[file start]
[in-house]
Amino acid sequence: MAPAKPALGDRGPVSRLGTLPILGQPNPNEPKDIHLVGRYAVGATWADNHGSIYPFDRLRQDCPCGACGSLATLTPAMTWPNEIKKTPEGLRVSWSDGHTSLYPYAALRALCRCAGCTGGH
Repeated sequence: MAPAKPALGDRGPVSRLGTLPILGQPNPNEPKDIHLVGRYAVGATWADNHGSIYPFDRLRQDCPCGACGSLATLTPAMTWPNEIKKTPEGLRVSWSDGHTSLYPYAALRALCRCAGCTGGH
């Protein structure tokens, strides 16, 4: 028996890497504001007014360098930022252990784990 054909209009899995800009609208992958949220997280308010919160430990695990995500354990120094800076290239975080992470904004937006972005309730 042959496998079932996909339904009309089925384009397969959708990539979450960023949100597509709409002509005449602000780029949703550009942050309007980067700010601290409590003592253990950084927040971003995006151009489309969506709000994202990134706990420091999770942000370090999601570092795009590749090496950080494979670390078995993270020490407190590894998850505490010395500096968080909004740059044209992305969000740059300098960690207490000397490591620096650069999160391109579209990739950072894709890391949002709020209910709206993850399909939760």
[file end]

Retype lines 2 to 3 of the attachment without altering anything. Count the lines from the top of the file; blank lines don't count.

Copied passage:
Amino acid sequence: MAPAKPALGDRGPVSRLGTLPILGQPNPNEPKDIHLVGRYAVGATWADNHGSIYPFDRLRQDCPCGACGSLATLTPAMTWPNEIKKTPEGLRVSWSDGHTSLYPYAALRALCRCAGCTGGH
Repeated sequence: MAPAKPALGDRGPVSRLGTLPILGQPNPNEPKDIHLVGRYAVGATWADNHGSIYPFDRLRQDCPCGACGSLATLTPAMTWPNEIKKTPEGLRVSWSDGHTSLYPYAALRALCRCAGCTGGH